Recomendations for low end single board computers

Hi all,
Looking for recomendations for low end single board computers
I'm a professional software engineer with a mix of experience in
Windows and embedded development currently working for "the corporation" on WinCE development. I've been hankering to set up at home to do a bit of embedded development, initially just for interests sake but with a possible angle towards some contracting/consulting.
I'm looking for a family of small single board computers (thinking high end 8 bit through to low end 32 bit uCs) to play with, with a view to developing embedded web servers, data gateways, remote control widgets and the like.
Things I'm keen on..
- A simple and free RTOS
- A development environment based on GCC
- A S/W framework based on some flavour of open source model, with an enthusastic user community colaborating on components and libraries
- A low cost development kit (this is only a hobby for now, so not prepared to spend thousands to get started)
- a selection of modules available including development boards, encapsulated units ready to clip to a DIN rail and go and core modules that can be piggybacked onto simple carrier boards for custom H/W developments. (I'm primarily a S/W guy and quite apart from lack of experience I don't have the resources at home to do anything but the most basic of H/W)
The Ethernut (http://www.ethernut.de/en/index.html ) looks like the sort of toy I'm after, how do people rate it?
Had a bit of exposure to Dallas Semiconductor TINI modules a 3-4 years back, which also have some of the attributes I'm after, are these still a live product? At the time it seemed that they did everything advertised, but ran out of puff just at the point we tried to pull everything togther to build a real product. Have they got any better?
Quite like the modular H/W architecture of some of the Advantech ADAM gear, but their S/W framework just aint what I'm after.
Anyone out there got any other suggestions of toys I should be looking at, or links to good online catalogs?
Thanks
Richard.
richardDOTlangATtrimbleDOTcoDOTnz
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On 15 Sep 2005 21:38:39 -0700, snipped-for-privacy@my-deja.com wrote:

<snip>
Take a look at Olimex's development boards:
http://www.olimex.com/dev/index.html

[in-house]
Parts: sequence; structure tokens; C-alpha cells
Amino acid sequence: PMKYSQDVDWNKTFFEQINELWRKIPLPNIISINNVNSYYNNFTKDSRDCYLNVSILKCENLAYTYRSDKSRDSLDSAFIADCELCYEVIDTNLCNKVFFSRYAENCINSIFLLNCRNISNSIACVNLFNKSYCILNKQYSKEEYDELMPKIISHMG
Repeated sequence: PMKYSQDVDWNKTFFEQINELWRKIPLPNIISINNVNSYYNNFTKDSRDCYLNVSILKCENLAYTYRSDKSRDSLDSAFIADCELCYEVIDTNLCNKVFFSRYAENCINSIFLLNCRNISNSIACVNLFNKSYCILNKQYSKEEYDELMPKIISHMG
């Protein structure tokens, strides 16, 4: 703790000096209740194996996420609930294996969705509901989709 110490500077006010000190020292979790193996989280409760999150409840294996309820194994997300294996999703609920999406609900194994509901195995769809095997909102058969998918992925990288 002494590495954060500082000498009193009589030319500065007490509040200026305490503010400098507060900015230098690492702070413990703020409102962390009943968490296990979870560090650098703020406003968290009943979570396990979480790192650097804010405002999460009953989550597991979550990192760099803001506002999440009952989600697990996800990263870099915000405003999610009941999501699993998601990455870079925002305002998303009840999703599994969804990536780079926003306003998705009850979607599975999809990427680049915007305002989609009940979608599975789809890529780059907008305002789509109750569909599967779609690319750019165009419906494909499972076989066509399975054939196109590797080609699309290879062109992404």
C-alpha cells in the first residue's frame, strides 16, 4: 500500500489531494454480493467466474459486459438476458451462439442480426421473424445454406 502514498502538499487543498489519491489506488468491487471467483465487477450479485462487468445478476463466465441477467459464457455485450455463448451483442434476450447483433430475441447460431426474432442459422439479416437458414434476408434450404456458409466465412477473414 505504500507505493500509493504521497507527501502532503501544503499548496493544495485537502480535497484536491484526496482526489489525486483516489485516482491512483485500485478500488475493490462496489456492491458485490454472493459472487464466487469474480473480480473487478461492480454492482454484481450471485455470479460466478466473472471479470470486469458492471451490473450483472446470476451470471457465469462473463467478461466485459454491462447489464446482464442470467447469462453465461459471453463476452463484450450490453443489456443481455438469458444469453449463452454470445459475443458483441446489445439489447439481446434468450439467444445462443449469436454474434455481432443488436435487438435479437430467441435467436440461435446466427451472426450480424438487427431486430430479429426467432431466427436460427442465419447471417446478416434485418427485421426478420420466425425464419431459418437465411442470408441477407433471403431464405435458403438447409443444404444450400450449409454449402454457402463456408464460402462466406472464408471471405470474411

They are available for AVR (8bit) and ARM (32bit), both supported by GCC.
They have distributers around the world:
http://www.olimex.com/dev/order.html
Tom
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Hi Richard,
I'm rating Ethernut on top, but as one of its developers and the general manager of egnite GmbH I'm most prejudiced. I'll try to give some neutral comments.
snipped-for-privacy@my-deja.com wrote:

For most applications 8 bit MCUs provide sufficient resources. However, you may think about encryption and, when standards like SSL are required, most of these devices simply do not have the power. I think Rabbit (now part of Digi) offer SSL with 8 bit CPUs, but no idea about the performance. Also Ubicom's MCUs may provide the required power. But in general a low end ARM7 is recommended.

Nut/OS (Ethernut RTOS) isn't actually that simple. One of its goals is to offer a programming environment similar to desktop PCs. You can, for example, use (f)printf on RS232, LCDs and even TCP streams. That requires a lot of overhead (e.g. buffer copying). On the other hand you can easily create applications, which are running on a desktop _and_ on the target hardware. The ETH Zuerich created a Linux / OS X environment for their Nut/OS based Bluetooth stack. Though I've to admit, that I failed to get it up last time I tried.
For very low end targets you may also have a look to http://www.sics.se/~adam/lwip / and http://www.sics.se/~adam/uip /

If Linux is an option, the list shrinks a lot.

http://www.freertos.org / seems to have an active community too. As long as you intend to develop for non commercial use, the GPL is fine. For commercial products the BSD licence typically is a better choice.